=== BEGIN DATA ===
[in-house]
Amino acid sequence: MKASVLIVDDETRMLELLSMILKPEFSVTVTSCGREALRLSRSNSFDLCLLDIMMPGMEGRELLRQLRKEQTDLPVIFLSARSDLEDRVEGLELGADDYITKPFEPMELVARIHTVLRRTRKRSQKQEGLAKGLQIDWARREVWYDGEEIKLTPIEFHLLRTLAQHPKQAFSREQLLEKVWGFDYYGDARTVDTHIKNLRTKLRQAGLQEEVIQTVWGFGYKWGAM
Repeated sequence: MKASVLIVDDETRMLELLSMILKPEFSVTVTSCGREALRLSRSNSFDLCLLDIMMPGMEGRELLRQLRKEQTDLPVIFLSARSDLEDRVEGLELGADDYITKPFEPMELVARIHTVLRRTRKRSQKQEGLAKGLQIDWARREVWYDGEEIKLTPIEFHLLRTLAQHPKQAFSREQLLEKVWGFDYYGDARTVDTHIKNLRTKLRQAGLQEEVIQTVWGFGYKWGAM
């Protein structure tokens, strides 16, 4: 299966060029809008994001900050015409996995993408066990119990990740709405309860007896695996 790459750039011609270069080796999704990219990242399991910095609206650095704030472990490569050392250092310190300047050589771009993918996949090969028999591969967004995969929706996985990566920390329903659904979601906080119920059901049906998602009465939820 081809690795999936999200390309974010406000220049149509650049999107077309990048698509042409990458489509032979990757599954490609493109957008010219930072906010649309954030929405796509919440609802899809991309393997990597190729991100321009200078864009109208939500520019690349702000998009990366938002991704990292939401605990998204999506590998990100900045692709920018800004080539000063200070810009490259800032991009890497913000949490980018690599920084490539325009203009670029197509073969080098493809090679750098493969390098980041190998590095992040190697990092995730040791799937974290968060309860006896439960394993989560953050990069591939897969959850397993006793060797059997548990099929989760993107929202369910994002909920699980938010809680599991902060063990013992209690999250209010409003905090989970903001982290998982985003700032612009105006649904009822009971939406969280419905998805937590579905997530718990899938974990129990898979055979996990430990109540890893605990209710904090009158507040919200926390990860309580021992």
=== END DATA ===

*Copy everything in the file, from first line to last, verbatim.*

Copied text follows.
[in-house]
Amino acid sequence: MKASVLIVDDETRMLELLSMILKPEFSVTVTSCGREALRLSRSNSFDLCLLDIMMPGMEGRELLRQLRKEQTDLPVIFLSARSDLEDRVEGLELGADDYITKPFEPMELVARIHTVLRRTRKRSQKQEGLAKGLQIDWARREVWYDGEEIKLTPIEFHLLRTLAQHPKQAFSREQLLEKVWGFDYYGDARTVDTHIKNLRTKLRQAGLQEEVIQTVWGFGYKWGAM
Repeated sequence: MKASVLIVDDETRMLELLSMILKPEFSVTVTSCGREALRLSRSNSFDLCLLDIMMPGMEGRELLRQLRKEQTDLPVIFLSARSDLEDRVEGLELGADDYITKPFEPMELVARIHTVLRRTRKRSQKQEGLAKGLQIDWARREVWYDGEEIKLTPIEFHLLRTLAQHPKQAFSREQLLEKVWGFDYYGDARTVDTHIKNLRTKLRQAGLQEEVIQTVWGFGYKWGAM
């Protein structure tokens, strides 16, 4: 299966060029809008994001900050015409996995993408066990119990990740709405309860007896695996 790459750039011609270069080796999704990219990242399991910095609206650095704030472990490569050392250092310190300047050589771009993918996949090969028999591969967004995969929706996985990566920390329903659904979601906080119920059901049906998602009465939820 081809690795999936999200390309974010406000220049149509650049999107077309990048698509042409990458489509032979990757599954490609493109957008010219930072906010649309954030929405796509919440609802899809991309393997990597190729991100321009200078864009109208939500520019690349702000998009990366938002991704990292939401605990998204999506590998990100900045692709920018800004080539000063200070810009490259800032991009890497913000949490980018690599920084490539325009203009670029197509073969080098493809090679750098493969390098980041190998590095992040190697990092995730040791799937974290968060309860006896439960394993989560953050990069591939897969959850397993006793060797059997548990099929989760993107929202369910994002909920699980938010809680599991902060063990013992209690999250209010409003905090989970903001982290998982985003700032612009105006649904009822009971939406969280419905998805937590579905997530718990899938974990129990898979055979996990430990109540890893605990209710904090009158507040919200926390990860309580021992």